• Carl Hewitt’s definition- The fundamental unit of computation that embodies: - Processing - Storage http://bit.ly/hewitt-on-actors
    • Carl Hewitt’s definition- The fundamental unit of computation that embodies: - Processing - Storage - Communication http://bit.ly/hewitt-on-actors
    • Carl Hewitt’s definition- The fundamental unit of computation that embodies: - Processing - Storage - Communication- 3 axioms - When an Actor receives a message it can: http://bit.ly/hewitt-on-actors
    • Carl Hewitt’s definition- The fundamental unit of computation that embodies: - Processing - Storage - Communication- 3 axioms - When an Actor receives a message it can: - Create new Actors http://bit.ly/hewitt-on-actors
    • Carl Hewitt’s definition- The fundamental unit of computation that embodies: - Processing - Storage - Communication- 3 axioms - When an Actor receives a message it can: - Create new Actors - Send messages to Actors it knows http://bit.ly/hewitt-on-actors
    • Carl Hewitt’s definition- The fundamental unit of computation that embodies: - Processing - Storage - Communication- 3 axioms - When an Actor receives a message it can: - Create new Actors - Send messages to Actors it knows - Designate how it should handle the next message it receives http://bit.ly/hewitt-on-actors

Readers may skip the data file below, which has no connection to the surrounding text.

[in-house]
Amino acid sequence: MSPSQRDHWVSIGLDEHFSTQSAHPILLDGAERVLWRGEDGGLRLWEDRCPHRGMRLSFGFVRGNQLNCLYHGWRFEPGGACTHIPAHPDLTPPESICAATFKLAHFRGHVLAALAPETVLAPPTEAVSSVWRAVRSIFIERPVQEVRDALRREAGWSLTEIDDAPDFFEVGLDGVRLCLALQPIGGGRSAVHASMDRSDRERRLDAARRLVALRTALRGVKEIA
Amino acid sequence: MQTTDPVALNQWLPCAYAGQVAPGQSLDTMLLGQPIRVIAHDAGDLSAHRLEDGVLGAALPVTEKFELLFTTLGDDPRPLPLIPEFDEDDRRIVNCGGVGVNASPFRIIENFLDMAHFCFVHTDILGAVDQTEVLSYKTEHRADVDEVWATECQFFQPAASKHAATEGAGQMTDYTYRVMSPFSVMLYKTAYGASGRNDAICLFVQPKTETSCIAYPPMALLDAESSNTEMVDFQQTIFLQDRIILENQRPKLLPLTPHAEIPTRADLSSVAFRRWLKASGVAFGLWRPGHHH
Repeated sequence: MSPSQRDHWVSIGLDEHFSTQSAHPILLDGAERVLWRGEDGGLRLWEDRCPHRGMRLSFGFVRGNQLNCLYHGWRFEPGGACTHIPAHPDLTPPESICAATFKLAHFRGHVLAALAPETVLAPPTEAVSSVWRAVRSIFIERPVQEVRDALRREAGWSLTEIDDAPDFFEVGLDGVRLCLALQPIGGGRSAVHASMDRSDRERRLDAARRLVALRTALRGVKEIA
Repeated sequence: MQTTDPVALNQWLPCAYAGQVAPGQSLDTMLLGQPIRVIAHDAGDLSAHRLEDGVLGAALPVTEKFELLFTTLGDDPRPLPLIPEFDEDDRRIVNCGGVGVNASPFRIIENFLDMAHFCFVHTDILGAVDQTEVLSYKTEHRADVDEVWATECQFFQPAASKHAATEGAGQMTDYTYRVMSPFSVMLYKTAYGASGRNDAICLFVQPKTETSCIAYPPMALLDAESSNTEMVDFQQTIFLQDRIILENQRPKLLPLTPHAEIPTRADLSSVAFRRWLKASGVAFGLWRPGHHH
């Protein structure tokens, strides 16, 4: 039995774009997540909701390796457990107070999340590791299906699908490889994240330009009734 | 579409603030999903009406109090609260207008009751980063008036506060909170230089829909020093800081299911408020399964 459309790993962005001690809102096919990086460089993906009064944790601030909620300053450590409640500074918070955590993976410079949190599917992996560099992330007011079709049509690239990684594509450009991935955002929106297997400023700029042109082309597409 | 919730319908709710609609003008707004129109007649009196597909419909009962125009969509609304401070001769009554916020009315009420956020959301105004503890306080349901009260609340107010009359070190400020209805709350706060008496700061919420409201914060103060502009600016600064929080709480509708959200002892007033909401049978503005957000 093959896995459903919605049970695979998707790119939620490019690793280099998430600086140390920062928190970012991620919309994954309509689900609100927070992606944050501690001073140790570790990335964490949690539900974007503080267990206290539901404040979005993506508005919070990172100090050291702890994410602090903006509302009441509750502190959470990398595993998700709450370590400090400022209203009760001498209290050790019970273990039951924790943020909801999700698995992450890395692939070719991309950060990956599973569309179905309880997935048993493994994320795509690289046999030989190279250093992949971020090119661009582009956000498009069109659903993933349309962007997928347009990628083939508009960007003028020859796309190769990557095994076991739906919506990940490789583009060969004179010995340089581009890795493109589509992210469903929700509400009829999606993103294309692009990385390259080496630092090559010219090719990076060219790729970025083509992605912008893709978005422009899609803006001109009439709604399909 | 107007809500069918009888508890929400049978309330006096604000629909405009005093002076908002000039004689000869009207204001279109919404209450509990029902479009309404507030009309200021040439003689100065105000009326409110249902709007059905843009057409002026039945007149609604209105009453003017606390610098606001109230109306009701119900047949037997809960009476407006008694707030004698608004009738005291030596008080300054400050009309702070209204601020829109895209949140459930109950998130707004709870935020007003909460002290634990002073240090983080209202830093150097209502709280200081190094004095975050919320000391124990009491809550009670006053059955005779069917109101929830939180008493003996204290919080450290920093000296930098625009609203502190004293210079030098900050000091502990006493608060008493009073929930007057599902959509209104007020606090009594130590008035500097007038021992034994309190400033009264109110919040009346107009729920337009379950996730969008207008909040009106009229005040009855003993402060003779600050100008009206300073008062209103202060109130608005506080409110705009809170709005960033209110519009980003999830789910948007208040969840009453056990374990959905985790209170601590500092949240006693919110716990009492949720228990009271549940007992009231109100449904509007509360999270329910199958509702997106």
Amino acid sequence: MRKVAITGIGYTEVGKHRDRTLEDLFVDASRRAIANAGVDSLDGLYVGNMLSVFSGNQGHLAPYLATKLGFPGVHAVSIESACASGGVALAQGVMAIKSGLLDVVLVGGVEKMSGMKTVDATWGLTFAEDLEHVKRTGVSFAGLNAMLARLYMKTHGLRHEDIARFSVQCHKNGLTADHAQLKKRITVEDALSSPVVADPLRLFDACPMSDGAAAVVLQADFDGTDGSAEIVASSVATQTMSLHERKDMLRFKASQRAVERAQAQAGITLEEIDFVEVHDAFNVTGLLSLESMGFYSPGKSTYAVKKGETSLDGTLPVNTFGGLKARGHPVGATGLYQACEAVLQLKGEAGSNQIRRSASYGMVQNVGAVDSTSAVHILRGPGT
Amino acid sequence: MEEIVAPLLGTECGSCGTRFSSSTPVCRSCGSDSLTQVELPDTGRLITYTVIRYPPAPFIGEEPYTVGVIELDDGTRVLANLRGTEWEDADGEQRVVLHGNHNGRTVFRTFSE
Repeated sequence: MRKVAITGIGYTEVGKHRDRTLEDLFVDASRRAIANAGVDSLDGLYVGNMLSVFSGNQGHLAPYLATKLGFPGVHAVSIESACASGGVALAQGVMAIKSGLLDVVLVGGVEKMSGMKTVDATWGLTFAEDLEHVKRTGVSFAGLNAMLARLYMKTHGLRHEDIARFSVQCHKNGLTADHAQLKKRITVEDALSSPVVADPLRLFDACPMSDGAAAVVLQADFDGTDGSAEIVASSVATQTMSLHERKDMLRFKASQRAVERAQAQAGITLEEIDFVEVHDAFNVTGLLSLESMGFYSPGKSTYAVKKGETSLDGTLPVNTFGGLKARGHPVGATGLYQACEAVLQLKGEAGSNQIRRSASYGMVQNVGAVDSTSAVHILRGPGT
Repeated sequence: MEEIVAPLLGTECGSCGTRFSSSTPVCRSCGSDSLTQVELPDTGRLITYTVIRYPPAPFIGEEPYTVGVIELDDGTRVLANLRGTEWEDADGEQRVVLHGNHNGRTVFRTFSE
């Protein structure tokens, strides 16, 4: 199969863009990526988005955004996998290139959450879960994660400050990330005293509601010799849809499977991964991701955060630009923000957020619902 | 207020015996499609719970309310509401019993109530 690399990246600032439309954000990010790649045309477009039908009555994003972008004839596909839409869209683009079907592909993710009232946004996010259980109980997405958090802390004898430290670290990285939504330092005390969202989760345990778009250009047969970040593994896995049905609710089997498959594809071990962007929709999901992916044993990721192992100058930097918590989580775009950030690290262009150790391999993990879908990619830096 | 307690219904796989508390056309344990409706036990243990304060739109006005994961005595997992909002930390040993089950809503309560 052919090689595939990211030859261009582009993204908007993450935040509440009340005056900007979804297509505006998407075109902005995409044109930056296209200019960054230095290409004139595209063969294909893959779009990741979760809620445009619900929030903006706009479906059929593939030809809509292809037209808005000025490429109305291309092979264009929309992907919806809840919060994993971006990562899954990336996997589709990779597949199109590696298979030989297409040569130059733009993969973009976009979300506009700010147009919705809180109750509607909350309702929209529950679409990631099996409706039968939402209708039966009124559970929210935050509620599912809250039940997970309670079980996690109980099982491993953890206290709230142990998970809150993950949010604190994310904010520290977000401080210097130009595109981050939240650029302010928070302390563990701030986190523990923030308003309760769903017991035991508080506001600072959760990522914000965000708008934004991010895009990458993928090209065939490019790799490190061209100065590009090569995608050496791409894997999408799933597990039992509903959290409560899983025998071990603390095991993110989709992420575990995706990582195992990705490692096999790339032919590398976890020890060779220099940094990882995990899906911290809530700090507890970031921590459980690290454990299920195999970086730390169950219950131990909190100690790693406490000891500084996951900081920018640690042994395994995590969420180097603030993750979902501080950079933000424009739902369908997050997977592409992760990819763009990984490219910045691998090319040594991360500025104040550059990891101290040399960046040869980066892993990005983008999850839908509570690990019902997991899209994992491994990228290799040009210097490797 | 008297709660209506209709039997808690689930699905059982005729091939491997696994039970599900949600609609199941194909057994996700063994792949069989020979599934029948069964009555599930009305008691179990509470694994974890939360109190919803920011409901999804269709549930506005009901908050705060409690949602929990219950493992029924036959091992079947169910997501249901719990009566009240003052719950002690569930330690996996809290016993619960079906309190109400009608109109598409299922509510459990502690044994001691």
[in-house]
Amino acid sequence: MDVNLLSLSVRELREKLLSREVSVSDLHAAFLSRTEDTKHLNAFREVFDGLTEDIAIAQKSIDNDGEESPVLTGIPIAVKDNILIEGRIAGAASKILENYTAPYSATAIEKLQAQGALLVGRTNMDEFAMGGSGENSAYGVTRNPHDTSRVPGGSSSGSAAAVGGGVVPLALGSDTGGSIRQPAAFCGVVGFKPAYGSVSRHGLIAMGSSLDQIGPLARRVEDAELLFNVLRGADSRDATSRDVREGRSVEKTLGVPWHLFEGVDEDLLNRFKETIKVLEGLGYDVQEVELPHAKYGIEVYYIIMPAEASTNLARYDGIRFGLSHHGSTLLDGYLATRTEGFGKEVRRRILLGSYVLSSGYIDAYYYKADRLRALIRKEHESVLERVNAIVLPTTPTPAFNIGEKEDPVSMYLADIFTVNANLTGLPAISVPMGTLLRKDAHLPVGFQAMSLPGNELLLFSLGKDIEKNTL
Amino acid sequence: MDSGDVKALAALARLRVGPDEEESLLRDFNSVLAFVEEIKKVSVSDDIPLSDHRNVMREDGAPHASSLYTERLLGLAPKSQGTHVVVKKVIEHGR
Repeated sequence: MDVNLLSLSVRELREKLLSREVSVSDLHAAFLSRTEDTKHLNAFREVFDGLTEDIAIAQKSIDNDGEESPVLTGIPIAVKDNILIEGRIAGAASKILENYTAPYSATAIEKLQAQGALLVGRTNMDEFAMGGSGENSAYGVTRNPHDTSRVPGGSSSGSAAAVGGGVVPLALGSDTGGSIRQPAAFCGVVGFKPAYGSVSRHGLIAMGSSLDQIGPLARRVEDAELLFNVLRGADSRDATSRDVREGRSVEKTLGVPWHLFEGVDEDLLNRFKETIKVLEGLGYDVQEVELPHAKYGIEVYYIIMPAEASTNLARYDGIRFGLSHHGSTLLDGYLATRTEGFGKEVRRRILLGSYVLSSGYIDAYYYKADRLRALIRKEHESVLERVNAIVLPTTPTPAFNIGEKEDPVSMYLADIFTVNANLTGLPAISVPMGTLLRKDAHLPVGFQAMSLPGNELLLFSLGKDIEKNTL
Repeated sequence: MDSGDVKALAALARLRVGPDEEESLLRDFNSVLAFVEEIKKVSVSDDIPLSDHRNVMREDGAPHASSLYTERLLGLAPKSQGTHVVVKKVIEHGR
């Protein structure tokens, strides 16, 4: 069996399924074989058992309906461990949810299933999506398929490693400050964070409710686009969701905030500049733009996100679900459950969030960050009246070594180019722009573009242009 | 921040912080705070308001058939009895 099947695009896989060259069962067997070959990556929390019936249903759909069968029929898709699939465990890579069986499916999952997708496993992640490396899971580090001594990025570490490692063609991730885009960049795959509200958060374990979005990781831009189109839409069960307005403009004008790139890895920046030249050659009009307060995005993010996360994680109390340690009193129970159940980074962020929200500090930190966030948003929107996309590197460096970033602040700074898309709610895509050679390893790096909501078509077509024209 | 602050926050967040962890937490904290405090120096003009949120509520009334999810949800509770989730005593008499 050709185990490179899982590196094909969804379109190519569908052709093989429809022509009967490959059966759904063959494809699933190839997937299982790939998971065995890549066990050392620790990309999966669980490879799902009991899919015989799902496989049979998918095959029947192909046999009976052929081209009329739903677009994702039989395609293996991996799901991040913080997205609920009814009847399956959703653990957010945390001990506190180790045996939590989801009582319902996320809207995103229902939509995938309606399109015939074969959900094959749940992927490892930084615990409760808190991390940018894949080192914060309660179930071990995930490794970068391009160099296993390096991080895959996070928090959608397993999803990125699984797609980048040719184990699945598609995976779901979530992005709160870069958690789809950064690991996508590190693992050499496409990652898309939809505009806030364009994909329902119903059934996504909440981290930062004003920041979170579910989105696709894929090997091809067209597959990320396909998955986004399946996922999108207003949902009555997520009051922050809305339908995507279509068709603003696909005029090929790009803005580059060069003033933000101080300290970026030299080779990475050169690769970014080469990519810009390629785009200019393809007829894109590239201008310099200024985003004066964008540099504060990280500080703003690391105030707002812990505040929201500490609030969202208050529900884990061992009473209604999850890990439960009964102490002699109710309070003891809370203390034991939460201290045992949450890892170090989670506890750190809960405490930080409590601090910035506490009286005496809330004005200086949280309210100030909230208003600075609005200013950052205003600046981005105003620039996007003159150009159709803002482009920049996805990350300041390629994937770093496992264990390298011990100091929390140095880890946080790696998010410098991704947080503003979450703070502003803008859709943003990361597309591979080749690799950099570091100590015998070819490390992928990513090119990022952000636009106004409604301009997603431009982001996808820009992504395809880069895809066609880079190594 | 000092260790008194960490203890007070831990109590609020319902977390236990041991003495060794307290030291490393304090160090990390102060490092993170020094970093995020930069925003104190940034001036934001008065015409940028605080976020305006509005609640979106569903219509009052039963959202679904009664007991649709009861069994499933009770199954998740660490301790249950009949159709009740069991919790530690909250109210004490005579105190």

• 4 core Actor operations 0. DEFINE 1. CREATE 2. SEND 3. BECOME 4. SUPERVISE
    • 0. DEFINEpublic class Greeting implements Serializable { public final String who; public Greeting(String who) { this.who = who; }}public class GreetingActor extends UntypedActor { LoggingAdapter log = Logging.getLogger(getContext().system(), this); public void onReceive(Object message) throws Exception { if (message instanceof Greeting) log.info("Hello {}", ((Greeting) message).who); } }}
    • 0. DEFINE Define the message(s) the Actor should be able to respond topublic class Greeting implements Serializable { public final String who; public Greeting(String who) { this.who = who; }}public class GreetingActor extends UntypedActor { LoggingAdapter log = Logging.getLogger(getContext().system(), this); public void onReceive(Object message) throws Exception { if (message instanceof Greeting) log.info("Hello {}", ((Greeting) message).who); } }}
    • 0. DEFINE Define the message(s) the Actor should be able to respond topublic class Greeting implements Serializable { public final String who; Define the Actor class public Greeting(String who) { this.who = who; }}public class GreetingActor extends UntypedActor { LoggingAdapter log = Logging.getLogger(getContext().system(), this); public void onReceive(Object message) throws Exception { if (message instanceof Greeting) log.info("Hello {}", ((Greeting) message).who); } }}